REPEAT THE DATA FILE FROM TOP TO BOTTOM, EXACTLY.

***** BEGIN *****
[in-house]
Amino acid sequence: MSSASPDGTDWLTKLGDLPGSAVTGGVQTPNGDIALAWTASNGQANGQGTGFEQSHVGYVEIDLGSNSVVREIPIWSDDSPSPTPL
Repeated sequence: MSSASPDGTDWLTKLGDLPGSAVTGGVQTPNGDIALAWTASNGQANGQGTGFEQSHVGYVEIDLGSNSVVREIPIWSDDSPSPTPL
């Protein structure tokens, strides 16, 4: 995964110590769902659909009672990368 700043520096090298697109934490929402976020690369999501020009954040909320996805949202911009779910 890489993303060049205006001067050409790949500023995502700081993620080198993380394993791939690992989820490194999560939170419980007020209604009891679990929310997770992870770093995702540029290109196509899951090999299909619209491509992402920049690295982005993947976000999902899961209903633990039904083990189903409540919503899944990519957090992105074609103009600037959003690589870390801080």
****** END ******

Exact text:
[in-house]
Amino acid sequence: MSSASPDGTDWLTKLGDLPGSAVTGGVQTPNGDIALAWTASNGQANGQGTGFEQSHVGYVEIDLGSNSVVREIPIWSDDSPSPTPL
Repeated sequence: MSSASPDGTDWLTKLGDLPGSAVTGGVQTPNGDIALAWTASNGQANGQGTGFEQSHVGYVEIDLGSNSVVREIPIWSDDSPSPTPL
């Protein structure tokens, strides 16, 4: 995964110590769902659909009672990368 700043520096090298697109934490929402976020690369999501020009954040909320996805949202911009779910 890489993303060049205006001067050409790949500023995502700081993620080198993380394993791939690992989820490194999560939170419980007020209604009891679990929310997770992870770093995702540029290109196509899951090999299909619209491509992402920049690295982005993947976000999902899961209903633990039904083990189903409540919503899944990519957090992105074609103009600037959003690589870390801080």